The story till then
India's domination of world hockey, winning six Olympic golds in a row since 1928, had ended by the 1960s. Two bronze-medal finishes in 1968 and 1972 showed that the balance of power had shifted to Pakistan and to the more muscular game of Australia and the European teams. In the 1973 World Cup, India finished runners-up to Netherlands, going down on penalty strokes. In the 1975 tournament they were patchy in the group phase - beating England, West Germany and Ghana and drawing with Australia and losing to Argentina - but goal difference saw them top the group and earn a semi-final spot against hosts Malaysia. They won that match in extra time to enter the final, against Pakistan.
Pakistan took the lead in the final thanks to Zahid Sheikh's shot after a mazy run. India levelled after half-time when Surjit Singh converted a penalty corner. The winner was scored, fittingly enough, by Dhyan Chand's son, Ashok Kumar. It wasn't without controversy, though; the ball hit the post and bounced back, but despite Pakistan's protests, the umpire deemed it had crossed the line and awarded the goal.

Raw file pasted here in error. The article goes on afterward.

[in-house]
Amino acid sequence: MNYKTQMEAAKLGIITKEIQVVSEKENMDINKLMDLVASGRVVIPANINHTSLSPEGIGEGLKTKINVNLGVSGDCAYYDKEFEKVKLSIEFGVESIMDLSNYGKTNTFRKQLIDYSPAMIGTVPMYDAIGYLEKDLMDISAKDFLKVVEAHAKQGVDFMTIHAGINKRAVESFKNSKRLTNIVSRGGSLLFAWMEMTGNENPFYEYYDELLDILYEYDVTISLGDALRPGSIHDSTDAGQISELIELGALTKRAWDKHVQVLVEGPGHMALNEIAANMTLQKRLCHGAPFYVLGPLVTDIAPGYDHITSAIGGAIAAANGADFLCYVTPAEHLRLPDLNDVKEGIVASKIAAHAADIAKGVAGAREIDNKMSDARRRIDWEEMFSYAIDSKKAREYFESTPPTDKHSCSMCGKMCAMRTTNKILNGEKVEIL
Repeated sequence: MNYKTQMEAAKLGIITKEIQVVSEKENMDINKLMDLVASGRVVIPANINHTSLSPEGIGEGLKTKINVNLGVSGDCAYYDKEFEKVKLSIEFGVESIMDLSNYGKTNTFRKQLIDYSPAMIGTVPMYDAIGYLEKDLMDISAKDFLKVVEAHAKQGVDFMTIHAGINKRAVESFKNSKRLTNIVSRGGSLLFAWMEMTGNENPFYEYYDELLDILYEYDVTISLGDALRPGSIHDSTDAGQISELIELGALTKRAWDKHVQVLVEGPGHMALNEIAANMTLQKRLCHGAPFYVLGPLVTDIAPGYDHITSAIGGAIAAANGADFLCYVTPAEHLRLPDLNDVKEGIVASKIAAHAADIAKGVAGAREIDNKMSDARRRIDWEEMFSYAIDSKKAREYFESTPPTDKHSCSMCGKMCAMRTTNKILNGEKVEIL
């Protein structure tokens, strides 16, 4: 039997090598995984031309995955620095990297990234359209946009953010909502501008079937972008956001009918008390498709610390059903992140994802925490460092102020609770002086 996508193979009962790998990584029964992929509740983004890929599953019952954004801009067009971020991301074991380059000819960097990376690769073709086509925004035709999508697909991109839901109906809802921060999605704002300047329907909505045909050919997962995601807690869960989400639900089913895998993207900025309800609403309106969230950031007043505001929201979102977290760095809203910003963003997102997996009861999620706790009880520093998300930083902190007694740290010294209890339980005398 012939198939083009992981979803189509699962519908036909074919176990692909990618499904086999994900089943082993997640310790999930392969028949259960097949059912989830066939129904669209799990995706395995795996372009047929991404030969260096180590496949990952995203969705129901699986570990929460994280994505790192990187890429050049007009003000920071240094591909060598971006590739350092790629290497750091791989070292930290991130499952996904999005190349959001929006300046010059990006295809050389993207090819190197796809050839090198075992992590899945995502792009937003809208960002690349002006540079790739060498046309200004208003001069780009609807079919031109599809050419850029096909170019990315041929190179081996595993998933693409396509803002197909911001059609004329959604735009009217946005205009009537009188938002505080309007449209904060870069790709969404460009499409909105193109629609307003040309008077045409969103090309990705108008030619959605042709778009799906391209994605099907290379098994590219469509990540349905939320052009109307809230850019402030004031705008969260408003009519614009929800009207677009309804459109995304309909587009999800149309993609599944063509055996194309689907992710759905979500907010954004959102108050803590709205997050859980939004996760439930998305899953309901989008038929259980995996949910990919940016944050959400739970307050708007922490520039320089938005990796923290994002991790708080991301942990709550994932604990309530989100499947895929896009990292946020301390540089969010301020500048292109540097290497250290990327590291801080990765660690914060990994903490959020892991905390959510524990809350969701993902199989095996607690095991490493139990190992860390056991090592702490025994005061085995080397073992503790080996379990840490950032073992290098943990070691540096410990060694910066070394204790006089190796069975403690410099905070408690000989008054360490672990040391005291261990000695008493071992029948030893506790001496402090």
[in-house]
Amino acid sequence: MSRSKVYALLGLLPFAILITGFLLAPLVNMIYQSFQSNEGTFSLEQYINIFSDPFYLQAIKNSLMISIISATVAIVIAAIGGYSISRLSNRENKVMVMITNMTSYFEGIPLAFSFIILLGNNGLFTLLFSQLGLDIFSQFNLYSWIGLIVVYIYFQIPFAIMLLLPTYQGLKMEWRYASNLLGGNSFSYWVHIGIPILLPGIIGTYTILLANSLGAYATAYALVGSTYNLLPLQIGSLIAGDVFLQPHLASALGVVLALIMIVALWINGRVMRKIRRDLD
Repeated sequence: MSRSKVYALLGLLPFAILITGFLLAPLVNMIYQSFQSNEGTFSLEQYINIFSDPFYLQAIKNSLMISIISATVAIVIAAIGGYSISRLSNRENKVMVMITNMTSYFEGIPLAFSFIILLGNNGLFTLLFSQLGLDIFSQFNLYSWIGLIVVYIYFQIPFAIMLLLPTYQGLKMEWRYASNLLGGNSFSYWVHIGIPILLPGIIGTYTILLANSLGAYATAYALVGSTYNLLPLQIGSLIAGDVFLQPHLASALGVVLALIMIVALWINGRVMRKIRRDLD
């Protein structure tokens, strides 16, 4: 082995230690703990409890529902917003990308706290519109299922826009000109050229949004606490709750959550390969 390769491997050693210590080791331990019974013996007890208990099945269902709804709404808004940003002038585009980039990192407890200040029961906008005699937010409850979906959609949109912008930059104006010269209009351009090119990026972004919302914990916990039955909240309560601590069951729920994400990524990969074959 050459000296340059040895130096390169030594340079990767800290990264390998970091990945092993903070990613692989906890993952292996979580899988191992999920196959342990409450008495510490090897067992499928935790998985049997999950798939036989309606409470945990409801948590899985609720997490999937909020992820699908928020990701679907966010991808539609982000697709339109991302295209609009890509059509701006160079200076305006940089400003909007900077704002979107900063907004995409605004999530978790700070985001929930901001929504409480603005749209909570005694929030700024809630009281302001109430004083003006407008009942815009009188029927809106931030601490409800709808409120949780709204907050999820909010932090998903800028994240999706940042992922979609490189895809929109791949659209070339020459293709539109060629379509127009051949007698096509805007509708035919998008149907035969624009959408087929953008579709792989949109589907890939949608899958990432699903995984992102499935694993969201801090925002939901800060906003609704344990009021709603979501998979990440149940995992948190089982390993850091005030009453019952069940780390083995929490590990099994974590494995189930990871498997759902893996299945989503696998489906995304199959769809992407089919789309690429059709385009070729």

"Our biggest prize was the love and respect we got from the countrymen, but it is unfortunate that despite winning the World Cup, not many of our team-mates were considered for Arjuna Award."
- Aslam Sher Khan, team member
"Jubilant scenes were witnessed throughout India. The team was felicitated by several state governments and given cash awards, gifts and allotted flats. The team was also greeted by president Fakhruddin Ali Ahmed and prime minister Mrs Indira Gandhi at a special reception."
- Novy Kapadia, journalist and historian
The story since
Not very good, sadly. Hockey switched from grass to AstroTurf, changing the nature of the game from touch and dribble to power, and India's resurgence was nipped in the bud. The very next year they failed, for the first time, to win an Olympic medal, and though they won gold in 1980, it was largely because of the boycott of the strongest teams. Since then, India have not won a World Cup or Champions Trophy or an Olympic medal of any colour. The bitterness in Aslam Sher Khan's comments (and the title of his autobiography) also point to how hockey has fallen in stature.
To Hell with Hockey by Aslam Sher Khan